A coordinated push by Community Board 1 (CB1), elected officials representing Lower Manhattan, and the Downtown Alliance has resulted in the allocation of a total of $14.75 million in new funds to help Lower Manhattan plan for and prepare for future extreme weather events, particularly floods.
This allocation includes $6.75 million from the City and State for planning a second section of the proposed “Big U” flood protection system, beginning at Montgomery Street, and extending around the tip of Lower Manhattan, then up the West Side to Jay Street in Tribeca, which roughly marks the northern border of Battery Park City. (The first section of the “Big U” project, stretching from East 23rd Street to Montgomery Street, was allocated $335 million last June.) An additional $8 million in City capital funds have been earmarked for flood protection design and implementation in Battery Park.
“This has been a hard-fought win for our community,” says CB1 chair Catherine McVay Hughes. “It is the result of almost three years of dedicated, persistent work since Superstorm Sandy.”
“Lower Manhattan was one of the areas hit hardest by Sandy, as whole neighborhoods from the Seaport to Battery Park City found themselves underwater,” said Manhattan Borough President Gale Brewer. “You could make a good case these neighborhoods constitute the historic, civic, and economic heart of our city — which is why it’s critical we take all necessary steps to protect them from extreme weather events.”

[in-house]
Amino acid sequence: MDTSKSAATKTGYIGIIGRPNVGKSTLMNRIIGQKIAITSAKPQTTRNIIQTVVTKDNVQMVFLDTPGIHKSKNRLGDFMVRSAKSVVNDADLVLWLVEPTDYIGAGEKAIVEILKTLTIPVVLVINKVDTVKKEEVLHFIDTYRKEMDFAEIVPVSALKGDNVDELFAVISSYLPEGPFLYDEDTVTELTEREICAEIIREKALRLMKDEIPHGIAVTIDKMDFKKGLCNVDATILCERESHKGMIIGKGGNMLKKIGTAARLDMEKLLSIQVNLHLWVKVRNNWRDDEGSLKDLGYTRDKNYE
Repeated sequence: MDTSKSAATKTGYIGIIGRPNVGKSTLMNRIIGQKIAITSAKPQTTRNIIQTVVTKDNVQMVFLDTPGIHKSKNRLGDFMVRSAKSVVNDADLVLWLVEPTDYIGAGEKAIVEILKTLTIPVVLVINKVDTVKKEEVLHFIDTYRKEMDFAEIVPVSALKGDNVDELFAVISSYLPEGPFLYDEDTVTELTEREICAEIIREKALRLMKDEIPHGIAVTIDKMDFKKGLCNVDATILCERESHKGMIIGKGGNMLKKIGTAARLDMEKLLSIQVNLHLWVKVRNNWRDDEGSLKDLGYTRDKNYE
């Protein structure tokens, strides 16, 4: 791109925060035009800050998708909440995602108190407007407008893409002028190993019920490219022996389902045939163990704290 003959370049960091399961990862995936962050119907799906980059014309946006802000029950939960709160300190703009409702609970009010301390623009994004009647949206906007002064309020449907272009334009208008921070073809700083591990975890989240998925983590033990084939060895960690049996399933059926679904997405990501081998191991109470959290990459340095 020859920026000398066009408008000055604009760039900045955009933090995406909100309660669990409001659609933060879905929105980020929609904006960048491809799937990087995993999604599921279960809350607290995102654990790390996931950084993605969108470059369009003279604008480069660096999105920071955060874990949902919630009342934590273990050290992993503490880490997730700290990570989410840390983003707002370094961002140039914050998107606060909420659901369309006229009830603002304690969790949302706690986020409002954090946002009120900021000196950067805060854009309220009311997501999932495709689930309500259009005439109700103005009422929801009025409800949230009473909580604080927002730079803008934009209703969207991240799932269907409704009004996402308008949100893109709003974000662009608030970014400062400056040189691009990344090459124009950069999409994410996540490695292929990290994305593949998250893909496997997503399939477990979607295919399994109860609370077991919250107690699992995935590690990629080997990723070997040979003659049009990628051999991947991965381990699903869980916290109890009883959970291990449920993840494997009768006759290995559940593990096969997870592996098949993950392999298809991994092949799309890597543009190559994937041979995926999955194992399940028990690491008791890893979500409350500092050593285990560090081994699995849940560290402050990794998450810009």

“Our buildings are still standing, but there’s no question that Lower Manhattan is in serious need of protection,” said State Senator Daniel Squadron. “These dollars will get protection built at Manhattan’s southern tip and are a big step forward for planning from Montgomery Street to Battery Park City. The City’s acknowledgement of Lower Manhattan’s resiliency needs as part of its massive City-wide plan is a great sign of its responsiveness.
“I am gratified that we were successful in bringing additional flood protection measures to Lower Manhattan,” said Assemblyman Sheldon Silver. “This area absorbed a serious blow from Superstorm Sandy and areas such as the South Street Seaport were completely flooded. These actions will begin to protect this important community from future storms and represent a commitment to take additional needed steps to better protect Lower Manhattan.”
“Our city must continue to do more to protect Lower Manhattan from natural disasters,” said City Council Member Margaret Chin. “This is a critical investment in the future of Lower Manhattan’s booming residential and business community, and I thank Mayor de Blasio for hearing our call and taking this step forward.”
“This funding marks an important and tangible step towards addressing Lower Manhattan’s need to be ever more prepared and resilient,” said Jessica Lappin, President of the Downtown Alliance. “Not only does essential planning work continue but we are now putting dollars directly into shovel-ready work in Lower Manhattan that will meaningfully contribute to long term, lasting solutions.”